One of the things I felt I was at successful at was engaging other people to help me come up with ideas. I had two people give me complete alphabet suggestions — thanks Thomas & Kim — and wrote them in the comments on my initial post! I regularly asked people for ideas for upcoming letters and there thoughts on what I may have missed in a topic. And I had a lot of photos to pull from!
Improving Next Year
One of the tips I should have paid more attention to and thought through more was getting ahead of the game. I wrote a few posts ahead, but once I got pushed, I failed to get more in the can. I let my cushion slide away and then next thing I knew, I was falling behind — hence the May second completion of the challenge instead of finishing as April did. For next year, assuming I do it again, I think I’d be best off if I wrote one or two posts for each week ahead instead of just starting from A in working ahead.
A Challenge Commenting on Some Blogs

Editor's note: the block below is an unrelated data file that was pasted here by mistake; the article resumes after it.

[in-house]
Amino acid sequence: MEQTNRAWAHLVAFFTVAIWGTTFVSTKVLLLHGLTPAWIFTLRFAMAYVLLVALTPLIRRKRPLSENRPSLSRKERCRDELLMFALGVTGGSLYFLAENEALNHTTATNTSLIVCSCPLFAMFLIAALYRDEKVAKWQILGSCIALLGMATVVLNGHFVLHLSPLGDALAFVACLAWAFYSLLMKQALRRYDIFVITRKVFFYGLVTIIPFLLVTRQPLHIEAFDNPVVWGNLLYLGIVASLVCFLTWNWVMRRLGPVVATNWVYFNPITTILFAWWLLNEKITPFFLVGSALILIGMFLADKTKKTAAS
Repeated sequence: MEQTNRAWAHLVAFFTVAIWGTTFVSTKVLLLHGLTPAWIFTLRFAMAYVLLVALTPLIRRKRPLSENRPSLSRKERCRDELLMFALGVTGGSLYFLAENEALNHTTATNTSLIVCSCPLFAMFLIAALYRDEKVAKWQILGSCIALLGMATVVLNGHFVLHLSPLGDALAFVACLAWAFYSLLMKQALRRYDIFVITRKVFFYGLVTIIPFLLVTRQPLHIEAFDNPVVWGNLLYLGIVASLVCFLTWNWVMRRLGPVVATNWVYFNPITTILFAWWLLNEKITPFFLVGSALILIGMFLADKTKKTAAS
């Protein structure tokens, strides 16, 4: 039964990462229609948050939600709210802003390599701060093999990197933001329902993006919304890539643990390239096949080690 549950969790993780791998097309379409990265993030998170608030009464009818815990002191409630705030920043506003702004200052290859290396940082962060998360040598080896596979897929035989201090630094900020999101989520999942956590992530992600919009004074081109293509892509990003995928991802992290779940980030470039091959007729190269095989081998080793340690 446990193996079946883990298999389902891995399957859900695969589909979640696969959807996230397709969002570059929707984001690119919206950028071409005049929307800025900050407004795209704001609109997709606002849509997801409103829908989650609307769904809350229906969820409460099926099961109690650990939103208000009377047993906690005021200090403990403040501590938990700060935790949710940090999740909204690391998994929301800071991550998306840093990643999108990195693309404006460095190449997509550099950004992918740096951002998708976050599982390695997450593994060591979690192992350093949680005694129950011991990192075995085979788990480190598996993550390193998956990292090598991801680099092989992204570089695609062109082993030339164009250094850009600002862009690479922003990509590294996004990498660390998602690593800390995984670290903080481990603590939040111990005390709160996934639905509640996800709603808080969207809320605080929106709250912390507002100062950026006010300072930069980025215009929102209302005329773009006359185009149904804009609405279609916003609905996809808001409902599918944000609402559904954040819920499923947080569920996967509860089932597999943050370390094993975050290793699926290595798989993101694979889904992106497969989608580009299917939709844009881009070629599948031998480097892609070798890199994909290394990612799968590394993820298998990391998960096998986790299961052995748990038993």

One of the pieces of the challenge that I really enjoyed is how you start from where you are on the list and visit other blogs doing the challenge. I got through close to 100 blogs and found some really cool ones. The biggest drawback is that some of them don’t understand how important it is to set up a good commenting system.
Some of them had too many hoops to jump through, especially when I was reading them on my iPad. It’s important for bloggers to find ways to encourage comments. But some of the blogging systems try to make it hard. Things I think bloggers should avoid include:
- Catchpas or some other kind of word verification to prove you aren’t a machine. Not all work on mobile devices.
- A requirement that you use a specific social media channel to comment (ie Google+ or Facebook, etc)
- Limited options on how to connect — Giving the option to comment by name and/or URL makes it easier to connect…. it’s a great fallback as sometimes blogspot won’t accept WP credentials.
There were several blogs I visited that even after writing a thorough comment and trying several different ways to connect, I still couldn’t. It was a real bummer as I really enjoy interracting with other bloggers.